Tucson is a wonderful place.  There are many great people and several really good places.  To be honest, I'm not sure better Mexican food exists in Arizona.  (Northern New Mexico is still mecca.)  We love Tucson with a very special part of our heart.

As you know, we are expecting a new addition to our family.  This has put many things into focus and really made us think about the future.  We are not just 'us' anymore.  We are 'Us.'  And that means that we have to make decisions based on providing the best we can provide for our little one.  Alas, we have realized, with heavy heart, that Tucson is no longer best.

We will be moving "up the hill" to Flagstaff on July 26th.  We have some opportunities there, and one of them is free rent for a year or so.  That is an offer that can hardly be beat.

We will miss seeing all of you, but we will have an extra room.  (Hint-hint)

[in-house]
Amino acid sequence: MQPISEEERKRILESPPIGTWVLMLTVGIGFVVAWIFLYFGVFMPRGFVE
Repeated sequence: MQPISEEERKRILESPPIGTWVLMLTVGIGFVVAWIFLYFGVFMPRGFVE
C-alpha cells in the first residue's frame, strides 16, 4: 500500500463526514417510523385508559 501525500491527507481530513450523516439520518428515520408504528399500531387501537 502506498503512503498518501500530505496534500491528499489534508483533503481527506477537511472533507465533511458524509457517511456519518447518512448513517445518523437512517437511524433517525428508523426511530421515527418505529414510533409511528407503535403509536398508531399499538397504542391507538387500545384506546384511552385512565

One never knows what the future holds, but for now, this is the path.

Not much else to say about that.

More to come,

Thursday, July 10, 2008

From my Thesis Play at UCLA

I've edited a bit so as to keep the blog in the PG13 range. Why, you may ask, am I posting this. No reason specifically. I have been rediscovering my voice as a writer lately. It really races around and it's hard to capture. I am realizing that I have to stay on top of it and ride it right through the twists and turns of life.

I was looking back over a lot of my writing, and I cringed a thousand times. More. I have one play that I wrote in undergrad, long before I had and "training" as a writer. To this day, it still gets the best reaction. People really like it. My friend Rodney jokes that using his monologue (from this play) in his UCLA audition was what got him into the MFA Acting program. But reading it again, now that it's close to 10 years old, I can't stand to look at it. And it's like that for almost everything I write.